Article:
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'A more reliable railway infrastructure' for Surrey and Hampshire

3 minute read
'A more reliable railway infrastructure' for Surrey and Hampshire

Published at 8:11am 28th November 2018. (Updated at 8:45am 28th November 2018)

Surrey and Hampshire commuters are being promised less disruption on the trains as new technology is rolled out across the South Western Railway network.

After a succesful trial in Guildford, Network Rail is putting in place - for the first time in the UK - measures which will allow more time for maintenance work.

They say it will result in a more reliable infrastructure - and fewer delays.

The technology allows for a more efficient and safer way of turning off power on the line - giving track workers an extra 1,600 hours - or 66 days - a year to carry out maintenance and renewal work.

Network Rail says it allows for a more efficient, safer way to turn off the power on the railway line.

Known as 'faster safer isolations,' it will replace the outdated and laborious practice of 'manual strapping' which typically requires two people having to walk out onto the live railway line, carrying more than 30kg of kit.

The new approach requires one person to drive out to a local control panel, away from the live railway, and operate a series of switches.

Currently, around 2,500 work hours a year are spent doing manual strapping on this part of the railway.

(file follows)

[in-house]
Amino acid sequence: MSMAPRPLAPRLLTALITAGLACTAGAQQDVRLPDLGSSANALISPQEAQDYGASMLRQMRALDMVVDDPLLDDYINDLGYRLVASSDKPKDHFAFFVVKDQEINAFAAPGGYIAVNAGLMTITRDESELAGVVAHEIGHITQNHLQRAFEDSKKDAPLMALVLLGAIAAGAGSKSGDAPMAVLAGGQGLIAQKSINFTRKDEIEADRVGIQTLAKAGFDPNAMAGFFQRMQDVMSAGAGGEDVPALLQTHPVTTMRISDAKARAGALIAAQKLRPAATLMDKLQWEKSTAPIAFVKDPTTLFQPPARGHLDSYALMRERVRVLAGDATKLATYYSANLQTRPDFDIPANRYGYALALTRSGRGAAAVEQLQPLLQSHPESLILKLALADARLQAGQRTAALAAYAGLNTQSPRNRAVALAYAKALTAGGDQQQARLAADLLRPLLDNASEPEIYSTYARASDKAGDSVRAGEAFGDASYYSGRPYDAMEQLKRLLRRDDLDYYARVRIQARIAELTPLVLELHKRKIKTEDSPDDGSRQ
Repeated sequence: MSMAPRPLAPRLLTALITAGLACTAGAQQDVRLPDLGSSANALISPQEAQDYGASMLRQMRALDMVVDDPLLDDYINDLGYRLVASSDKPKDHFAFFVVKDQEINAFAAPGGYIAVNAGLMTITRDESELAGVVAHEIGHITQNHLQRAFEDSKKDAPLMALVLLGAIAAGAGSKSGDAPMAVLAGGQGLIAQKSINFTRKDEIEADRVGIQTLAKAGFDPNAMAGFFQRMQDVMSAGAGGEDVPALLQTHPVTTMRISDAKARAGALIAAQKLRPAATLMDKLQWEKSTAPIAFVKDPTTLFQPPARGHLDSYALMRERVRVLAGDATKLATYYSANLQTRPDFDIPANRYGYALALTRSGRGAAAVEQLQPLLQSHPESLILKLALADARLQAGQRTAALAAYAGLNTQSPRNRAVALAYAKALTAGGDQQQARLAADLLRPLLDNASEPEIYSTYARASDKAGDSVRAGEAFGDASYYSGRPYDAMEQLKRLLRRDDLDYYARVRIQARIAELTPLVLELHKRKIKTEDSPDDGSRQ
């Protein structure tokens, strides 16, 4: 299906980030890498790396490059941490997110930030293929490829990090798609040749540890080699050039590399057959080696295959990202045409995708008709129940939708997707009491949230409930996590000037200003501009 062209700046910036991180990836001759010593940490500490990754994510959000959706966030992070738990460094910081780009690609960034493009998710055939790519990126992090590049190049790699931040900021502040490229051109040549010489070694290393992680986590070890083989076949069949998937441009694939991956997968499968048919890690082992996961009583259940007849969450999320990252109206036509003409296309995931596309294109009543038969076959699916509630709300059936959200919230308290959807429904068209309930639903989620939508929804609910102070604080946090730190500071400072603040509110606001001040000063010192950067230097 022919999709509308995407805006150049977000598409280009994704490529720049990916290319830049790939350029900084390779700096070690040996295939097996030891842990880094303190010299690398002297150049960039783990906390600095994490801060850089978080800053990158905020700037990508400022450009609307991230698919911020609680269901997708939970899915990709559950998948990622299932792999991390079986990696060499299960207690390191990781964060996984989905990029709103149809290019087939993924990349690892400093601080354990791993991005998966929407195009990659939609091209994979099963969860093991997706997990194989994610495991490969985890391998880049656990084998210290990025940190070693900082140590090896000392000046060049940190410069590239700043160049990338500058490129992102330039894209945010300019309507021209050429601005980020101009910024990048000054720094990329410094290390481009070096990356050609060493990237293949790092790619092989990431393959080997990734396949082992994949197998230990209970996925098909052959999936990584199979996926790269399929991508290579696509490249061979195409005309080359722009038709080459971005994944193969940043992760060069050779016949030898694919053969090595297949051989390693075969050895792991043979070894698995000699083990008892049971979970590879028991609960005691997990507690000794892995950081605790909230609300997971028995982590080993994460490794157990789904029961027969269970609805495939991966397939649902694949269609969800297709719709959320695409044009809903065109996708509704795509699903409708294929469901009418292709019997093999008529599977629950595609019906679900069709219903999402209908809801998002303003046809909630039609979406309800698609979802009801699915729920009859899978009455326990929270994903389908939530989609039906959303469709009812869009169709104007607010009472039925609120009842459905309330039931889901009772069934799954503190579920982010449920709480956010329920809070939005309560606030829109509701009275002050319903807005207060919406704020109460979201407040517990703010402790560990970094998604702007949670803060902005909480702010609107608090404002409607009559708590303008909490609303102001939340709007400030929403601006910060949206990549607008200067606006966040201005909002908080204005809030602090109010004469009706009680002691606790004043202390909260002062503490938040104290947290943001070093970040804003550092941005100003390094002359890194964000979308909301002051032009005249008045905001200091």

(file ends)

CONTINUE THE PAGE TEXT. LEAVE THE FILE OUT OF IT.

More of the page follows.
Becky Lumlock, route managing director for Network Rail's Wessex route, said:

"The window of time where our track staff are able to work on the railway overnight is one of the shortest in Britain, with the last and first train times on a weekday night of typically 1:00am and 4:30am.

"This incredible time saving technology will allow us to be more productive in this short window so we can carry out more vital maintenance work on our railway, giving our passengers more reliable journeys."

Network Rail said it also safer for workers. Across the country more than 20 members of staff are injured each year when using the traditional manual strapping method to turn off the power.

More than 450 of the devices required for this technology will be installed across Surrey and Hampshire's rail network by March next year, with a further 400 to be installed over the coming three years.

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